Kind of makes Fredrated's point, eh?

Comment: Re:Corporations are not people (Score 2) 139

Corporations are not people. They don't make decisions. Executives make decisions.

Lock the bastards up.

Of course, one of the purposes of a corporation is to limit liability. That way, if you start a business and fail, the creditors can't come after you personally. This is often seen as a good thing, encouraging risk taking without the fear of personal ruin. I might generally agree with that. But we are now seeing this limit on liability being used to shield decision-makers from the consequences of their decisions. This is especially true if the company is politically connected. What large company isn't these days? I'm starting to think the best way to commit crime is to start a corporation and have the "company" do it.

Comment: Re:Evidence is allowed: the violator gets the same (Score 1) 207

Yes, I do see the difference. I think the exclusionary rule is important for keeping the state and its law enforcement honest. As you acknowledged in your original post, it's hard to get the cops to go after other cops. So keeping their ill-gotten evidence, even if it is factual, out of the courtroom helps to keep them on the up and up. Letting them use such evidence places a value on their law-breaking. We're basically saying, "What you did was wrong, and you will be punished, but we'll still use what you got." That's why I said earlier that it sends a mixed message. It's like saying it's wrong to rob a bank, but we'll help you spend the money. See what I'm saying?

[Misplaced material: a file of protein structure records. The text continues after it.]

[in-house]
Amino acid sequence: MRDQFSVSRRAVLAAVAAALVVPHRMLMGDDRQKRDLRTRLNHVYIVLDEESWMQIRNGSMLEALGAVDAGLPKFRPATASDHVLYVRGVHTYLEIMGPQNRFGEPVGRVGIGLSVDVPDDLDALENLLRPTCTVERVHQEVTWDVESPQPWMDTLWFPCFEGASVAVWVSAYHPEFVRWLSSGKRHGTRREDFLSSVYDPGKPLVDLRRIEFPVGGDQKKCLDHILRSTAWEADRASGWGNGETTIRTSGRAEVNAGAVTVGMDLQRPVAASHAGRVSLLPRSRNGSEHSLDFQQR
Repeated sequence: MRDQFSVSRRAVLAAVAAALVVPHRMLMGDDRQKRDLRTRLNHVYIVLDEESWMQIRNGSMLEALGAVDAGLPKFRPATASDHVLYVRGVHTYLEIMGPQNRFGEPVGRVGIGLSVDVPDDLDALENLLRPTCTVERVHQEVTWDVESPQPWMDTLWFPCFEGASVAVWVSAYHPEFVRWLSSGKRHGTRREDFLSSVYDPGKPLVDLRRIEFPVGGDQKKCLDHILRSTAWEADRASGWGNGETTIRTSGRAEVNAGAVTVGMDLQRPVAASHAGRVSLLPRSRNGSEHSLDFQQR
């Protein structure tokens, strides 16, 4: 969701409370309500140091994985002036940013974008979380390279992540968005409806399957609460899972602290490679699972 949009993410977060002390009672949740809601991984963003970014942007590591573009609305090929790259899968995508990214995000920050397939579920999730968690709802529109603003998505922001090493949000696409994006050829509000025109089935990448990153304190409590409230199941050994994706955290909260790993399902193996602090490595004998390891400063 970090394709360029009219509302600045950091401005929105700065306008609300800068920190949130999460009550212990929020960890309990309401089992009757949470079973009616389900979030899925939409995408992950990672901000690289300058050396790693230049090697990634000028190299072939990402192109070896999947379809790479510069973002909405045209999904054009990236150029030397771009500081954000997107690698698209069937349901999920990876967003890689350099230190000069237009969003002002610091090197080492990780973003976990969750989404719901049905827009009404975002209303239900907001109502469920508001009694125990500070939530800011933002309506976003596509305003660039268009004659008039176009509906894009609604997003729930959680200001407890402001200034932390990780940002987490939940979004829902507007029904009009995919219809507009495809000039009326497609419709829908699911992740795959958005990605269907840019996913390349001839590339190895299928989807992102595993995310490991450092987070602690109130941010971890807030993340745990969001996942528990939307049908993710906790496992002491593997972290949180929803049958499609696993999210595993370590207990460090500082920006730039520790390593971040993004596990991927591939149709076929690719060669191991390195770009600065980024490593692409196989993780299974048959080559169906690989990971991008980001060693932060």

Comment: Re:Evidence is allowed: the violator gets the same (Score 1) 207

by kilfarsnar (#46643827) Attached to: Senate Report Says CIA Misled Government About Interrogation Methods

Right, in a slightly less sarcastic tone, let me point out that yes, it should be evidence at your trial. "Ladies and Gent of the Juror, here we present evidence that our client was assaulted by police and forced to give an illegal confession. This of course has no legal standing, but shows the incompetence and lack of professional conduct of the prosecutors."

And of course it would figure largely into the officer's trial.